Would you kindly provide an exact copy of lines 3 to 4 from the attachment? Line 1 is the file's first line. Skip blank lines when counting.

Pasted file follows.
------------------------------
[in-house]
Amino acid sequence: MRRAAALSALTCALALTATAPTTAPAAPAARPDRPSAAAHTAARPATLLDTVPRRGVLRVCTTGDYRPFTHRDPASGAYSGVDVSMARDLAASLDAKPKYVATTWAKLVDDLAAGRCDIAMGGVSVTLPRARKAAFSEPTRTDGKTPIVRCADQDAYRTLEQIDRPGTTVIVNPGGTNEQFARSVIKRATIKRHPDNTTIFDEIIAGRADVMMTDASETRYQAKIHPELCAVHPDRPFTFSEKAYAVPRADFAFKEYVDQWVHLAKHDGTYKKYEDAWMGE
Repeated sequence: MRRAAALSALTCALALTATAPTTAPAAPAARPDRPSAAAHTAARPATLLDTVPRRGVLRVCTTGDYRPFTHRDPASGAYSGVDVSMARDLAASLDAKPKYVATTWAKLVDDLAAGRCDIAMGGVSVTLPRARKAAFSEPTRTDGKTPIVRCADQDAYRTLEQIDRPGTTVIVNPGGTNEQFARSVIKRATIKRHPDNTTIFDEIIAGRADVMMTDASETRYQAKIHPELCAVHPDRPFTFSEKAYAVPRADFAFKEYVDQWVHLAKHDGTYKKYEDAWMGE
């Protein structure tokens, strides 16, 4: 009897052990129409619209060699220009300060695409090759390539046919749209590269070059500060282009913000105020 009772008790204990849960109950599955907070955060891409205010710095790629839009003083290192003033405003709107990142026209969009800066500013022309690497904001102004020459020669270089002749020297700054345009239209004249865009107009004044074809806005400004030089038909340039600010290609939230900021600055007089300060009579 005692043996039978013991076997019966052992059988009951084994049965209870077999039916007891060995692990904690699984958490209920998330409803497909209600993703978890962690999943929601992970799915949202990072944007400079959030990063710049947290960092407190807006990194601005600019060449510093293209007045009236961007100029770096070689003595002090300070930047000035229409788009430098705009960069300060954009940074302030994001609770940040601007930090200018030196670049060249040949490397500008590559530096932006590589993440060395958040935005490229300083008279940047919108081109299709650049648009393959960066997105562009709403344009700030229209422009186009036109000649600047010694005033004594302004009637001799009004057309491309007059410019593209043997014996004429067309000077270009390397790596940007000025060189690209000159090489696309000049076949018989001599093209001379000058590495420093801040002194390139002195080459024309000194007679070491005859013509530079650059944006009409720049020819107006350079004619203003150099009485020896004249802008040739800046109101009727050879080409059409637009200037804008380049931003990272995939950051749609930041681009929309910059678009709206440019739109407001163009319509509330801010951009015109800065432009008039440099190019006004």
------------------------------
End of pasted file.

Repeated sequence: MRRAAALSALTCALALTATAPTTAPAAPAARPDRPSAAAHTAARPATLLDTVPRRGVLRVCTTGDYRPFTHRDPASGAYSGVDVSMARDLAASLDAKPKYVATTWAKLVDDLAAGRCDIAMGGVSVTLPRARKAAFSEPTRTDGKTPIVRCADQDAYRTLEQIDRPGTTVIVNPGGTNEQFARSVIKRATIKRHPDNTTIFDEIIAGRADVMMTDASETRYQAKIHPELCAVHPDRPFTFSEKAYAVPRADFAFKEYVDQWVHLAKHDGTYKKYEDAWMGE
């Protein structure tokens, strides 16, 4: 009897052990129409619209060699220009300060695409090759390539046919749209590269070059500060282009913000105020 009772008790204990849960109950599955907070955060891409205010710095790629839009003083290192003033405003709107990142026209969009800066500013022309690497904001102004020459020669270089002749020297700054345009239209004249865009107009004044074809806005400004030089038909340039600010290609939230900021600055007089300060009579 005692043996039978013991076997019966052992059988009951084994049965209870077999039916007891060995692990904690699984958490209920998330409803497909209600993703978890962690999943929601992970799915949202990072944007400079959030990063710049947290960092407190807006990194601005600019060449510093293209007045009236961007100029770096070689003595002090300070930047000035229409788009430098705009960069300060954009940074302030994001609770940040601007930090200018030196670049060249040949490397500008590559530096932006590589993440060395958040935005490229300083008279940047919108081109299709650049648009393959960066997105562009709403344009700030229209422009186009036109000649600047010694005033004594302004009637001799009004057309491309007059410019593209043997014996004429067309000077270009390397790596940007000025060189690209000159090489696309000049076949018989001599093209001379000058590495420093801040002194390139002195080459024309000194007679070491005859013509530079650059944006009409720049020819107006350079004619203003150099009485020896004249802008040739800046109101009727050879080409059409637009200037804008380049931003990272995939950051749609930041681009929309910059678009709206440019739109407001163009319509509330801010951009015109800065432009008039440099190019006004």